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Gophers' Thomas Barber honed aggressive football skills on the ice

Maryland Terrapins quarterback Max Bortenschlager (18) drops back to pass as he evades Minnesota Golden Gophers linebacker Thomas Barber (41) in the first quarter at TCF Bank Stadium in Minneapolis on Sept. 30, 2017. Jesse Johnson / USA TODAY Sports

MINNEAPOLIS — When Thomas Barber delivered crushing checks for the Robbinsdale Armstrong High School hockey team, his coach Dan Charleston would look apologetically at the other bench.

"Thomas would hit guys so hard," Charleston recalled. "He hit a kid so hard one time that his forehead split open."

Barber wasn't a goon on skates. The forward would score some goals, but he relished his enforcer role on the ice, bringing the same physical style he now uses as the Gophers' starting middle linebacker. On a roster peppered with two-sport prep athletes, he is the only scholarship player at Minnesota who played high school hockey.

"Football is my heart, but I will always miss hockey," Barber said.

After tallying a career-high 16 tackles in a 30-27 loss to Michigan State last week, Barber is becoming to a leader on the Gophers' defense. The 6-foot-1, 233-pound sophomore has a team-best 52 tackles heading into the homecoming game against Illinois on Saturday.

"It's kind of becoming his defense," Gophers coach P.J. Fleck said. "He's starting to understand how it all fits together."

Fleck credited Barber's coverage skills, tackling and alignment calls at the line of scrimmage, along with how he fills his gaps on running plays. Barber is also one of the 30-some players on the team's Leadership Council.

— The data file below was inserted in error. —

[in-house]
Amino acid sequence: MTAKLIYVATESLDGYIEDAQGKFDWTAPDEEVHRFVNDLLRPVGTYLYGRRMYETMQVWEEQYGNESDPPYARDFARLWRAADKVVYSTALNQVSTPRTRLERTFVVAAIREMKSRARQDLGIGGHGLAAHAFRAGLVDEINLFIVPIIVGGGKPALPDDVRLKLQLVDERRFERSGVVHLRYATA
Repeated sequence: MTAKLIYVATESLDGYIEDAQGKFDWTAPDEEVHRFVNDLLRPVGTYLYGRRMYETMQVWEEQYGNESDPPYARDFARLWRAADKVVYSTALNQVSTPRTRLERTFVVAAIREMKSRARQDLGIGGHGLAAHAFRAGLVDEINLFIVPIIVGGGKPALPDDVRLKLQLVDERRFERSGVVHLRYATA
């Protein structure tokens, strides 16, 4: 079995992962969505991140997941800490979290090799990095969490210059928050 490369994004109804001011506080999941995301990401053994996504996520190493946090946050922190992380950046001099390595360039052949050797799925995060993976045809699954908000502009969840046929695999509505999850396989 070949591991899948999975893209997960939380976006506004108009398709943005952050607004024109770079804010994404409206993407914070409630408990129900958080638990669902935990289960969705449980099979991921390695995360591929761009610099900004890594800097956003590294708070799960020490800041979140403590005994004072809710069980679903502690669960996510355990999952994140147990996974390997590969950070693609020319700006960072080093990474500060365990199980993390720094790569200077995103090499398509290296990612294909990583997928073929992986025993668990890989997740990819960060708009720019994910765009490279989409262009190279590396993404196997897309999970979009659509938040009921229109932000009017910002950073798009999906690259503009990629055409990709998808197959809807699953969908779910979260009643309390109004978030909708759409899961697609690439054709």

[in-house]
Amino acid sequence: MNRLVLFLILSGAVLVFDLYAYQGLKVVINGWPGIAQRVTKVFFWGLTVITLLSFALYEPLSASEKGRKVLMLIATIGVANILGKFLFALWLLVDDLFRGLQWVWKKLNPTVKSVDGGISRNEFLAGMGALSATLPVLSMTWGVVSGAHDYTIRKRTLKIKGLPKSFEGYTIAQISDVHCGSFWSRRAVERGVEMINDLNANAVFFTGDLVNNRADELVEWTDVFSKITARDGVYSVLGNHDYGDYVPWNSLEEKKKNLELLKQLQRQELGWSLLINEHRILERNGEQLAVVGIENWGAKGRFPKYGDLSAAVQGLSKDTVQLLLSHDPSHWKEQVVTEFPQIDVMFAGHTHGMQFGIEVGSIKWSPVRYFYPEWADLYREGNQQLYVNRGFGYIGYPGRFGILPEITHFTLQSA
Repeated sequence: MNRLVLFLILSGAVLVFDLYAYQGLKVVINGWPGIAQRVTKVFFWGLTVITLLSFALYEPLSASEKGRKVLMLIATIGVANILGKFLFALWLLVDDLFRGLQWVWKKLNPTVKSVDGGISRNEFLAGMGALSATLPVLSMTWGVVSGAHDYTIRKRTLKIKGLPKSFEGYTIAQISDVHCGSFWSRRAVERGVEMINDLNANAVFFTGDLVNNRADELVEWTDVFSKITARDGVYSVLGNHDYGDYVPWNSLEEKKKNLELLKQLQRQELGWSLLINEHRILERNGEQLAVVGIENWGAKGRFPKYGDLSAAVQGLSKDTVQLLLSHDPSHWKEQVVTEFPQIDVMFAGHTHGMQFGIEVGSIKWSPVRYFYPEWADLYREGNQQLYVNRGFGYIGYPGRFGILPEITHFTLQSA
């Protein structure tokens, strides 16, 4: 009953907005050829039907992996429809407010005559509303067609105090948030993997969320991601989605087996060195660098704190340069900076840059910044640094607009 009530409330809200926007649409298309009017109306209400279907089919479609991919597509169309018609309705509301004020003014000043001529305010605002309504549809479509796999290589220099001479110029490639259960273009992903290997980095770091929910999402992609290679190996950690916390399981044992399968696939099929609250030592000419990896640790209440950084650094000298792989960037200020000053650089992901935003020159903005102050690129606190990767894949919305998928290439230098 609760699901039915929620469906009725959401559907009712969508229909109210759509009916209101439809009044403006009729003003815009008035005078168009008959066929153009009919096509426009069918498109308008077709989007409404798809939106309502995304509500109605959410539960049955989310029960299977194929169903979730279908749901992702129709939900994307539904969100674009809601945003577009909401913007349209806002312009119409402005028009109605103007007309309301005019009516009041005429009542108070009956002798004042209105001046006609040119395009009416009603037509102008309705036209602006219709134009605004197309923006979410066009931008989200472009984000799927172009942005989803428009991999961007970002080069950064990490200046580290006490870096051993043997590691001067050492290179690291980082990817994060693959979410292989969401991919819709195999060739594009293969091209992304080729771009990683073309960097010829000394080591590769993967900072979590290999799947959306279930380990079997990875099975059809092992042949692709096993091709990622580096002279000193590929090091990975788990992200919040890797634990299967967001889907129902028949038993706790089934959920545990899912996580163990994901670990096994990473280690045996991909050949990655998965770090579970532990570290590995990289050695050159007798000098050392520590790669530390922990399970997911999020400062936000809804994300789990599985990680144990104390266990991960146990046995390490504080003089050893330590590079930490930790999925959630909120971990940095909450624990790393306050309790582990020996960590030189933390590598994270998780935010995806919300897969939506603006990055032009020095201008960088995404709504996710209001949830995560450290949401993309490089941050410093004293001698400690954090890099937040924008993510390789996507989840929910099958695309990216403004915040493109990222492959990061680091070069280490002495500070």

"But he's still got a long way to go," Fleck said. "He will tell you the same ... but you've seen such a growth from him from once we first got here to where he is now."

Instincts are the best attribute of a middle linebacker. After playing last season as a true freshman, Barber feels like the game has slowed down as he prepares to make his seventh career start Saturday. He said that process began in Weeks 2 and 3 in wins over Oregon State and Middle Tennessee State. Thomas, whose only scholarship offer came from the Gophers, is now considered one of the team's hardest hitters.

"I started (seeing) my keys easier and started being able to see pulling guard and read the quarterback's eyes," Barber.

Barber's understanding for where the ball is headed on the football field was honed on the ice.

"He anticipated where the puck was going to be," Charleston said. "That's what he was good at. That and his brute strength of being able to fend off opponents and being able to push guys over, hold them off with one arm and drive to the net."

His physical play doesn't mean Barber was a bully. "He hit guys and when they'd fall over, he'd help them up," Charleston said. "He wasn't going to stand over you and say, 'Look at me, I'm Thomas Barber.'"

Charleston said Barber could have taken opportunities to do that because a successful football career seemed to be in his DNA and his destiny.

His father, Marion Barber, ranks sixth on the Gophers' all-time rushing list with 3,094 yards. His eldest brother, Marion Barber III, is fourth at 3,276. Another brother, Dom, who also played hockey, was a standout Gophers defensive back. All played in the NFL.

Thomas was in elementary school when Marion starred for the Gophers in 2001-04, and he was in junior high when Dom suited up in maroon and gold in 2004-07.

"He had every opportunity to put himself on that pedestal, but I have never once seen that happen with Thomas," Charleston said. "It's almost been the opposite to where you think he almost lacks confidence, but that's his maturity. He knows in his mind what he is and what he can be."

The Pioneer Press is a Forum News Service media partner.

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